Lahore (AsiaNews) - They have dedicated their missionary lives to the development of education in Pakistan, with particular attention to women's education that today - in many cases - is even better than that of males. Over the years, they have started schools and high schools in various parts of the country; even in the Swat Valley, which in many parts is a Taliban stronghold, they had managed to establish a center for studies, which ended up in the crosshairs of extremists who - after some time - devastated it, destroying all the material contained within. However, in spite of difficulties and threats they have wished to continue their work, which continues still today. This is the story of five Sri Lankan nuns who have been in Pakistan for years helping to develop the educational sector; an important element in the life of the country, to whom AsiaNews in the past dedicated a detailed report (see Education can stop the Taliban in Pakistan).
Sister Mary Dorothea, from the congregation of Carmel, originally from Sri Lanka, set foot for the first time in Pakistan on April 21, 1981. She was the pioneer, the first of a group of five nuns - over time she was joined by Sister Theolinde, Sister Kanthi, Sister Luke and Sister Helen Theresa - called to the country by the then Archbishop of Lahore Msgr. Armando Trindade (in office from 1973 to 2000) to contribute to the development in education and health care.
The Carmelite nuns, Sister Mary tells AsiaNews, lend their efforts to six different schools in Lahore, two in Gujranwala and one in Issanagri, as well as a hostel in Faisalabad (Punjab province). The first school - in the Urdu language - started six months after their arrival in Pakistan, in Mariam Nishat Colony; later the nuns started a class for adult literacy and a vocational center for girls. The next year saw the opening of a clinic, dedicated in particular to the most vulnerable of the population.
The first challenge, said Sister Mary Dorothea, was to persuade families to let their daughters study. Upon their arrival, in fact, the boys generally received better education than their female counterparts. And the parents, according to a widespread opinion, judged it "futile" to send also their girls to school. It took years, and daily visits by the nuns to the families, for something to change; now the situation is reversed, the sister continues, so that "today the girls are more educated than the males." It is no coincidence, in fact, that in recent times even the Pakistani bishops' conference has been concerned with the problem, by appealing to families to let their boys study and thus to contribute to the advancement of society. "The boys don't attend on a regular basis", he confirmed, "and they don't seem interested in their studies" both due to the family environment in which they grow up, and the social reality that drives them away from books and notebooks.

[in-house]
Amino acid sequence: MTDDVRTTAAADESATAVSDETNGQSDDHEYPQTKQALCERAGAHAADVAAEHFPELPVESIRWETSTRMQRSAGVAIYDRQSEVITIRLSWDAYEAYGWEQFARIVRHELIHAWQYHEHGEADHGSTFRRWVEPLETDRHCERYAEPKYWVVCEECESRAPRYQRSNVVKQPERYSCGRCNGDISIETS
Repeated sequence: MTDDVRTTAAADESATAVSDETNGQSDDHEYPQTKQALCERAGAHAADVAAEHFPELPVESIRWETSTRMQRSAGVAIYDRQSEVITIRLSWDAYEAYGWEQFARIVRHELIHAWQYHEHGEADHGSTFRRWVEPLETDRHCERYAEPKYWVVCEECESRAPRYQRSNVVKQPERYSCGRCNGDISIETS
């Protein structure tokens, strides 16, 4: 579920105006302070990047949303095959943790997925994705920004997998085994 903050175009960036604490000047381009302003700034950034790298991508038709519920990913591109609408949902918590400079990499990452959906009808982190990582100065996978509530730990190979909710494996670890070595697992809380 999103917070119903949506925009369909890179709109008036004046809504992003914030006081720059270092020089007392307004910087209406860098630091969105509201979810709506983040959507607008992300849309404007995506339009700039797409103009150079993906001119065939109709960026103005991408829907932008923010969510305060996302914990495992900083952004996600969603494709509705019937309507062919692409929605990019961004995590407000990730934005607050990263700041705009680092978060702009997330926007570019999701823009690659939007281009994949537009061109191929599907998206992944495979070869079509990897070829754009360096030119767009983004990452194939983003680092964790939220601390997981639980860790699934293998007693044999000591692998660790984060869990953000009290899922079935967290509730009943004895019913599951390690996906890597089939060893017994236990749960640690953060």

However, the work of helping young people to become literate, says the Carmelite nun, allowed them to "educate both the parents" and their families. And their environment, their lives, their homes "have changed for the better." "In the past, the parents", she adds, "were not willing to spend money on their children's education. But now they see the benefits that have derived from the study, and for this reason they urge their children on." The schools are not only a place of learning, but also serve to strengthen the student's faith and their spiritual formation with Masses, celebrations, prayer meetings, catechism and studying the word of God.
Over the years, the work of the sisters has also met with resistance and difficulties of all sorts, as occurred in Mingora, a city of the province of Khyber Pakhtunkhwa, in the "beautiful Swat Valley," as Sister Mary remembers it. The Carmelites had launched a five-year plan of studies for girls, which they abandoned after a year and a half due to threats from Islamic fundamentalists. The nun said they constantly received threatening letters in which "the Taliban told us to leave the school" and it was "a frightening experience." For two weeks they found themselves "in the crossfire" between the army and the Taliban; five days after evacuating the school, the extremists bombed the building, then burned everything inside, "setting fire to fifty computers and hundreds of books, including valuable ones."
The discouragement and fear did not, however, prevent the Sinhalese religious from starting their work anew, the mission dedicated to study and culture, thanks to the invitation of Archbishop Emeritus of Lahore, Msgr. Lawrence J. Saldanha, who entrusted to their care the diocesan institute of St. Joseph. "For the Jubilee Year", Sister Mary Dorothea concluded, "absolute priority must be given to education" as the only way to contribute concretely to the development of Pakistan.